That’s very good. I smell a musical.

TJ/ I hate it when I agree with Ron Paul:

“This is all about hate and Islamophobia,” he writes in a column about the backlash to the Islamic center that is in development near ground zero. He blames the brouhaha on “neoconservatives” who “never miss a chance to use hatred toward Muslims to rally support for ill-conceived preventative wars.” He excoriates conservatives for “failing to defend private-property rights, a policy we claim to cherish,” and, when faced with popular support for banning the construction, says, “majorities can become oppressors of minority rights as much as individual dictators.”

@Mistress Cynica: I came very close a moment ago to posting the entire press release. If the day remains (thankfully?) slow, I still might.

@FlyingChainSaw: I ran the last paragraph in a comment last week, but that was the other thing I couldn’t get out of my head, so I went for an extended excerpt.

@Mistress Cynica:

If it makes you feel any better he only said that to bolster his street cred regarding big government and objectivist selfishness. He could give a shit about Muslims.

Talk about a grotesque! Hey, Nojo, what do you become when you embrace a falsehood and live your life by that?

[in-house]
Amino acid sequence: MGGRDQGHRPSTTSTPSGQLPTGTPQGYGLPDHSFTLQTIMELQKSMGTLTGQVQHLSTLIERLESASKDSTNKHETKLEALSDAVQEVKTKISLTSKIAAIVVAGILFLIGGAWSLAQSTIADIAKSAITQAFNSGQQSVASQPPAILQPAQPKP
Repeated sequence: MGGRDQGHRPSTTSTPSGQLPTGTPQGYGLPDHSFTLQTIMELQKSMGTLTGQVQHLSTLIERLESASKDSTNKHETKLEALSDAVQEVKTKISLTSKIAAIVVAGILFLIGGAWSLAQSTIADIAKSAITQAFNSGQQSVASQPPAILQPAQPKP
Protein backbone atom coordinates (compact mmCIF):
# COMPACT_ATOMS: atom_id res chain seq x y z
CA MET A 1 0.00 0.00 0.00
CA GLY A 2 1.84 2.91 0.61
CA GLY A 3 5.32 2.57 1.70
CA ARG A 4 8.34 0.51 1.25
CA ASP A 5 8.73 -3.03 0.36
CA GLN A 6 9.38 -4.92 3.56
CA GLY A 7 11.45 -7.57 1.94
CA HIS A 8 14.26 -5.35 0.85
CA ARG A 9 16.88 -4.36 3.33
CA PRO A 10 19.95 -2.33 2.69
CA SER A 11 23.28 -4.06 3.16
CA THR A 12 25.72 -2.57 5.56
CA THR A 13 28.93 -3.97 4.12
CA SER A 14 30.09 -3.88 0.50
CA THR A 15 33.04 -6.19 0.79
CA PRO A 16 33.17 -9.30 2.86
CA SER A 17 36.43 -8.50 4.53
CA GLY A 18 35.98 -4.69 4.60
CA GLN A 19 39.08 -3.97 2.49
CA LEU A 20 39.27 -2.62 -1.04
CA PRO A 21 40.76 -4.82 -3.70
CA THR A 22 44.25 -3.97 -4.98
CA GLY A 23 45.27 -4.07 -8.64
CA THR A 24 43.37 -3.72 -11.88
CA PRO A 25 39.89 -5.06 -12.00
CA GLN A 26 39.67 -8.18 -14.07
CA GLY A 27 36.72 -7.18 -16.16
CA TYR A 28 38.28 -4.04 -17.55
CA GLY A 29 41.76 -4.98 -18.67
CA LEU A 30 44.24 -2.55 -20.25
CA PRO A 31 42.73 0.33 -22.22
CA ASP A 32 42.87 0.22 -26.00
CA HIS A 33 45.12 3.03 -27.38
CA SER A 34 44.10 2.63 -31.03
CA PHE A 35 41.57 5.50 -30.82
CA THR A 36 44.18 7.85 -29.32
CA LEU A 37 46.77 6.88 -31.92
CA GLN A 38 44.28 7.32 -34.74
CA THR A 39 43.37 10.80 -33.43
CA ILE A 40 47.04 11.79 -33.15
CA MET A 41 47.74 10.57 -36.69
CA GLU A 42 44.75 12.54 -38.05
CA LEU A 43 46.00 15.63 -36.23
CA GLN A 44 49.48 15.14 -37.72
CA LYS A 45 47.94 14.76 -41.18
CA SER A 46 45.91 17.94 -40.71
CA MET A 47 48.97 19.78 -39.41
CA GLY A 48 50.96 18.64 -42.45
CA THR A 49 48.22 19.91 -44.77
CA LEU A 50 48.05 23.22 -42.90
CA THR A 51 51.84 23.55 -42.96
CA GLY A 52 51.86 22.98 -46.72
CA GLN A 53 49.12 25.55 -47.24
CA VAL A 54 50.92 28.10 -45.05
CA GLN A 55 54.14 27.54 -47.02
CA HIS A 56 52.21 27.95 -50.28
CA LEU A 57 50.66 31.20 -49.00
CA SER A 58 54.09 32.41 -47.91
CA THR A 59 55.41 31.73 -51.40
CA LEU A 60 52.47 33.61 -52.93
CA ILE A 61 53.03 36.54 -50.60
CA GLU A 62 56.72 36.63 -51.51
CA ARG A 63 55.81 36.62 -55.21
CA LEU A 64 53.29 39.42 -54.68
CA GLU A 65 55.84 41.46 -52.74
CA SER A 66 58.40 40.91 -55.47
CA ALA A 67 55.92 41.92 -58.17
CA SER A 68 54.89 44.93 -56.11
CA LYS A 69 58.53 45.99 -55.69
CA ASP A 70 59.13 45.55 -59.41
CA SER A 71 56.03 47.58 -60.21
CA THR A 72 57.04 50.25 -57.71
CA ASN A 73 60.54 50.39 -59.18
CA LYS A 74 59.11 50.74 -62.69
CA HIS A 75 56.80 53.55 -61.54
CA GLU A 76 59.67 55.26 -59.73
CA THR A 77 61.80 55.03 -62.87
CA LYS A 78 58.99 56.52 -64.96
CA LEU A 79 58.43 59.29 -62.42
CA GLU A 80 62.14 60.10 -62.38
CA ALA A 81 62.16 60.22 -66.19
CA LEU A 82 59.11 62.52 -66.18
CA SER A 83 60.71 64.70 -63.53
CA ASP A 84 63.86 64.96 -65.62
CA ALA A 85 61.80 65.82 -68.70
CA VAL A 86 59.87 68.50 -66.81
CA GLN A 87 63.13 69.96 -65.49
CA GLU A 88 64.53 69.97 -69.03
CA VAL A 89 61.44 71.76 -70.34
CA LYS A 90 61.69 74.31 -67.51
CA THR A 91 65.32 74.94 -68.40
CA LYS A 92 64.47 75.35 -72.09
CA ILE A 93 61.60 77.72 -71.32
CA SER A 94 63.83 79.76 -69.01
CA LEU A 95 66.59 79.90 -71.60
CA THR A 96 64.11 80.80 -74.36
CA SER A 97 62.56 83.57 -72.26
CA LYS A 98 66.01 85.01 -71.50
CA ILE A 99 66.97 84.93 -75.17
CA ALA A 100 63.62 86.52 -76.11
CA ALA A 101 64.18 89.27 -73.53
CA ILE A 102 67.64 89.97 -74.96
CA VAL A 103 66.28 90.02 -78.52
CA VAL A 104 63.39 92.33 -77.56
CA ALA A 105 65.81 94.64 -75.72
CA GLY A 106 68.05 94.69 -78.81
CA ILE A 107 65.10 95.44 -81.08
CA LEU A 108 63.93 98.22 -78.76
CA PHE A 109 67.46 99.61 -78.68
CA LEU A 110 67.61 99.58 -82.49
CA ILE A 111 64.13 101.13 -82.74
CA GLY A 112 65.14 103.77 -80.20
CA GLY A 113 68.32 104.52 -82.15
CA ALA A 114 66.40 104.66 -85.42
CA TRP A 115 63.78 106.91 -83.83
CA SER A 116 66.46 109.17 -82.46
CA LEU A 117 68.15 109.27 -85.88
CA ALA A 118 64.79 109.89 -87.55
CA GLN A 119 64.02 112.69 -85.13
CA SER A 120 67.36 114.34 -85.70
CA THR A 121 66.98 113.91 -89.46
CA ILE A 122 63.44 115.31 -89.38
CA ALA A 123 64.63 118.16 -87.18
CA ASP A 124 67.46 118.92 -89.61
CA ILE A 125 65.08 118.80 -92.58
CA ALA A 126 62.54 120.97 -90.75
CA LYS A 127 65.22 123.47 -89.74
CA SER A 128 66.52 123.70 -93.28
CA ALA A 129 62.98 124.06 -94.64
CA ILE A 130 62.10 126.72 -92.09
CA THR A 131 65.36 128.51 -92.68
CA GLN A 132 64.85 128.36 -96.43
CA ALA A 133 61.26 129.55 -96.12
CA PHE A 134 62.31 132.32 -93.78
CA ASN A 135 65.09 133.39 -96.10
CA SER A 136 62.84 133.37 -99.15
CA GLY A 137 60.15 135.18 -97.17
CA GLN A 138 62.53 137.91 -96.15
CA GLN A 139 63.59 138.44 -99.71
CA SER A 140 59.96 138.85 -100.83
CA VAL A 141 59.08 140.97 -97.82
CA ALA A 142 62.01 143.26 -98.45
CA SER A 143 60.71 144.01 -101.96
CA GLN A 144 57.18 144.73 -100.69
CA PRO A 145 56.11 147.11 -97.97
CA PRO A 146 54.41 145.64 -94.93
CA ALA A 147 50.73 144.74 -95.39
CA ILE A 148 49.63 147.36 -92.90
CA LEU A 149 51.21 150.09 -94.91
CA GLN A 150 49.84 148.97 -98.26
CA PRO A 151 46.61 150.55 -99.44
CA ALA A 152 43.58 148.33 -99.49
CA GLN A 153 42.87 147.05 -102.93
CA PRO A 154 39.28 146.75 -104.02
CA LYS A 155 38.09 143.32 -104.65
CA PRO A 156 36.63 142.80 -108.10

Speaking of grotesqueries:

From about halfway down:

At one point, a portion of the crowd menacingly surrounded two Egyptian men who were speaking Arabic and were thought to be Muslims.

“Go home,” several shouted from the crowd.

“Get out,” others shouted.

In fact, the two men – Joseph Nassralla and Karam El Masry — were not Muslims at all. They turned out to be Egyptian Coptic Christians who work for a California-based Christian satellite TV station called “The Way.” Both said they had come to protest the mosque.

“I’m a Christian,” Nassralla shouted to the crowd, his eyes bulging and beads of sweat rolling down his face.

But it was no use. The protesters had become so angry at what they thought were Muslims that New York City police officers had to rush in and pull Nassralla and El Masry to safety.

It’s a damn shame nobody has video of that (as far as I know), because it would have summed up the whole “movement” nicely. It’s not about 9/11, it’s not even about religion – it’s about a new variety of race hatred. Poor Egyptian bastards thought it was about religion, and probably would have gotten seriously hurt and/or killed for it but for the NYPD.

Given this, the post by Mark Williams today is just icing on the teabag-fascist cake.

@al2o3cr: There’s video, and I’ve been sitting on it all day.

(Actually, the video I’ve been sitting on is a similar story from the same rally. But still.)

@nojo: Well, this certainly tops the Tiger Woods divorce tip I was going to send to you.

@Dodgerblue: Sitting on that one, too, but it didn’t seem “news” as much as “foregone conclusion.”

@nojo: “Woods Divorce Final; Vegas Hookers Storm Bikini Wax Parlors!”